Envoy Air and American Airlines settle suit for $9.8 million

On Behalf of | Dec 22, 2017 | Americans With Disabilities Act |

It is illegal for most Houston employers to discriminate against employees or applicants on the basis of their disabilities. When workers are disabled or become disabled, their employers must offer reasonable accommodations to them that allow them to do their jobs unless it would be unreasonably cost prohibitive. In November 2017, American Airlines and Envoy Air settled a lawsuit that was filed by the Equal Employment Opportunity Commission on behalf of hundreds of disabled workers for disability discrimination. The settlement consisted of nearly $10 million in stock.

According to the EEOC, the airlines failed to offer reasonable accommodations to its workers who became disabled and illegally required the workers to have no restrictions before they were allowed to come back to work.

The airlines reportedly failed to make a determination about whether or not there were reasonable accommodations that could allow the workers to return to work. In addition to the $9.8 million in stock, the companies also are enjoined from discrimination or retaliation for two years and must adopt and implement policies that require reasonable accommodations for disabled workers.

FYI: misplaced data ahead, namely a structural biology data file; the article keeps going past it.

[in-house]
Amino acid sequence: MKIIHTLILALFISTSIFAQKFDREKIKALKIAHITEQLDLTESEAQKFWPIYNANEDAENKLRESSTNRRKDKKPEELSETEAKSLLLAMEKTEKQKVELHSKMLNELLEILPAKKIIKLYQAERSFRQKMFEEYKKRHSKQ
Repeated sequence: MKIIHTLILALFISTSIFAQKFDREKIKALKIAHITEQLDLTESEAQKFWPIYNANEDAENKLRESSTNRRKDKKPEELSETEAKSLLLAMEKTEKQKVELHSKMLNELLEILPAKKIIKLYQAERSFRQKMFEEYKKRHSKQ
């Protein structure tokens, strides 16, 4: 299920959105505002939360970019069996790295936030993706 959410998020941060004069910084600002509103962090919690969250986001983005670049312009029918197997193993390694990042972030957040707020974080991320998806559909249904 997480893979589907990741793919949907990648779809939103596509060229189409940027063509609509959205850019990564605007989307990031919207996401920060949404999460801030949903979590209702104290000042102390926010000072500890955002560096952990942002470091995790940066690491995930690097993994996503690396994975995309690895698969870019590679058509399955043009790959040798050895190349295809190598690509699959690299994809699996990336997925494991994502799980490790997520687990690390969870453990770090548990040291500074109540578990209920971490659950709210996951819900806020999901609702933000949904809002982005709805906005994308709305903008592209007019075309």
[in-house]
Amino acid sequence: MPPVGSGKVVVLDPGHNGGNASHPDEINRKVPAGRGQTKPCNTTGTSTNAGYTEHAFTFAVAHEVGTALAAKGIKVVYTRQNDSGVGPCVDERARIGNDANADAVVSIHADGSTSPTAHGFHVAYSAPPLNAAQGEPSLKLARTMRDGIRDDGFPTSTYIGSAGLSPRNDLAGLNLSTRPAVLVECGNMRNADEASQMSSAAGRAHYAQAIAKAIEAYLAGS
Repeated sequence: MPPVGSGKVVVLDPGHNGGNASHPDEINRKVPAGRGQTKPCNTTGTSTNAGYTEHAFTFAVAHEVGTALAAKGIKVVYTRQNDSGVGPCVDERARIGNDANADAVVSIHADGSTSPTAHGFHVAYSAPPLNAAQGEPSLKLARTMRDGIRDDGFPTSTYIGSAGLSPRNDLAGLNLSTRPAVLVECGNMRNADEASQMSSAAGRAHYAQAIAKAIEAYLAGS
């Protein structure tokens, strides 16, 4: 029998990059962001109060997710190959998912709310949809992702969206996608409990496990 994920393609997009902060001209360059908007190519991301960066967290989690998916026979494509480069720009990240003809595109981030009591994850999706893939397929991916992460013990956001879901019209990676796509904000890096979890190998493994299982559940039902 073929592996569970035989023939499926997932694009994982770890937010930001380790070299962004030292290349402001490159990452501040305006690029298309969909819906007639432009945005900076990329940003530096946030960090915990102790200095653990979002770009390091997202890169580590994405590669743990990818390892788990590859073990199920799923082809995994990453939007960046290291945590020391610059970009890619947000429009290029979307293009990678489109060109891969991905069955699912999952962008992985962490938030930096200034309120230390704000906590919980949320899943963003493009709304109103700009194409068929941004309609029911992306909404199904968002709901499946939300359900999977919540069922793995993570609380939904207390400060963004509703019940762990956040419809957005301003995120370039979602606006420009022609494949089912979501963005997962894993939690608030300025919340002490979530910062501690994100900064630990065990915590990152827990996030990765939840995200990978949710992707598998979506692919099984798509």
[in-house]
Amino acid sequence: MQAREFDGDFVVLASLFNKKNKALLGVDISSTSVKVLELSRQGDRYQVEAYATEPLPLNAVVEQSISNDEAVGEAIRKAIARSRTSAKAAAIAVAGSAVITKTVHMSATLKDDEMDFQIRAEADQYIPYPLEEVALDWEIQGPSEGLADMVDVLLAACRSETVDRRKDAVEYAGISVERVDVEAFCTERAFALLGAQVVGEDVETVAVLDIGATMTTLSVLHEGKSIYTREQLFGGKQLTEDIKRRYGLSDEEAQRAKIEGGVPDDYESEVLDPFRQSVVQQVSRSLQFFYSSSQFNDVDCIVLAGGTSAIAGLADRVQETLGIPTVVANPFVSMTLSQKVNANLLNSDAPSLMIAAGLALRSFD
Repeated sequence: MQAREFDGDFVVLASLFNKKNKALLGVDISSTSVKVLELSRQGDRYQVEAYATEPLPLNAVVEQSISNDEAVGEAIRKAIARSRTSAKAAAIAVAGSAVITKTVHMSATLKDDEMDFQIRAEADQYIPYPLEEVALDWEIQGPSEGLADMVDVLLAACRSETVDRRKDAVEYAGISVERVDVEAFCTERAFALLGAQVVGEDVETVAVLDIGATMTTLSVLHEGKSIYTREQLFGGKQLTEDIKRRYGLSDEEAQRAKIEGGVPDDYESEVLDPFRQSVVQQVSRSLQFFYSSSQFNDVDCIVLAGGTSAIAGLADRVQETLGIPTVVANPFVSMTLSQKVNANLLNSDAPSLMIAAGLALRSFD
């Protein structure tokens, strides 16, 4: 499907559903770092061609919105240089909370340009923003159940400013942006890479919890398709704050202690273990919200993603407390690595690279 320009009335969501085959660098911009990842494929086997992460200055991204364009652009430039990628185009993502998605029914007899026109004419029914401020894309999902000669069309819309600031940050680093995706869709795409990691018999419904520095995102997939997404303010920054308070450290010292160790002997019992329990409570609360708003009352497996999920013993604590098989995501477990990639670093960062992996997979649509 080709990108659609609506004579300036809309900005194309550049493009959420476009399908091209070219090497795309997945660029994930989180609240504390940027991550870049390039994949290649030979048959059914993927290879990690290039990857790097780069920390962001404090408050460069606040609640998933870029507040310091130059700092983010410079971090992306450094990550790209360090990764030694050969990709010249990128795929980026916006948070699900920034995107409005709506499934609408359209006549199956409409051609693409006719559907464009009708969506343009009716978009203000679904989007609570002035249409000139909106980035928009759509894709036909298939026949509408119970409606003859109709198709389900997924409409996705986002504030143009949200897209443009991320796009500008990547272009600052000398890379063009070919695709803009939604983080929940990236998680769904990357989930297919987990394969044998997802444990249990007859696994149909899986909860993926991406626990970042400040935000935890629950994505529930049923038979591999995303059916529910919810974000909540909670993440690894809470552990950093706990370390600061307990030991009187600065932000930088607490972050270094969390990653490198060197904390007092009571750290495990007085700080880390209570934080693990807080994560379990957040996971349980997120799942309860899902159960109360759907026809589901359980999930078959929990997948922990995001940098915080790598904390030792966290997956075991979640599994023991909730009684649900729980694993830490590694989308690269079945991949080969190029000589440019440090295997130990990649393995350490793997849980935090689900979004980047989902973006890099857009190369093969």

Workers who are disabled are protected from workplace discrimination under the Americans with Disabilities Act. While employers are not required to provide every accommodation that is requested by employees, they must offer accommodations that are reasonable and that are not unduly burdensome. Workers who believe that their employers have unlawfully discriminated against them because of their disabilities might benefit by consulting with experienced employment law attorneys who may be able to negotiate directly with the employers in order to obtain reasonable accommodations. If the employers refuse, the attorneys may then help their clients with filing disability discrimination charges with the EEOC or lawsuits against the companies with the federal courts that have jurisdiction to hear the matters.


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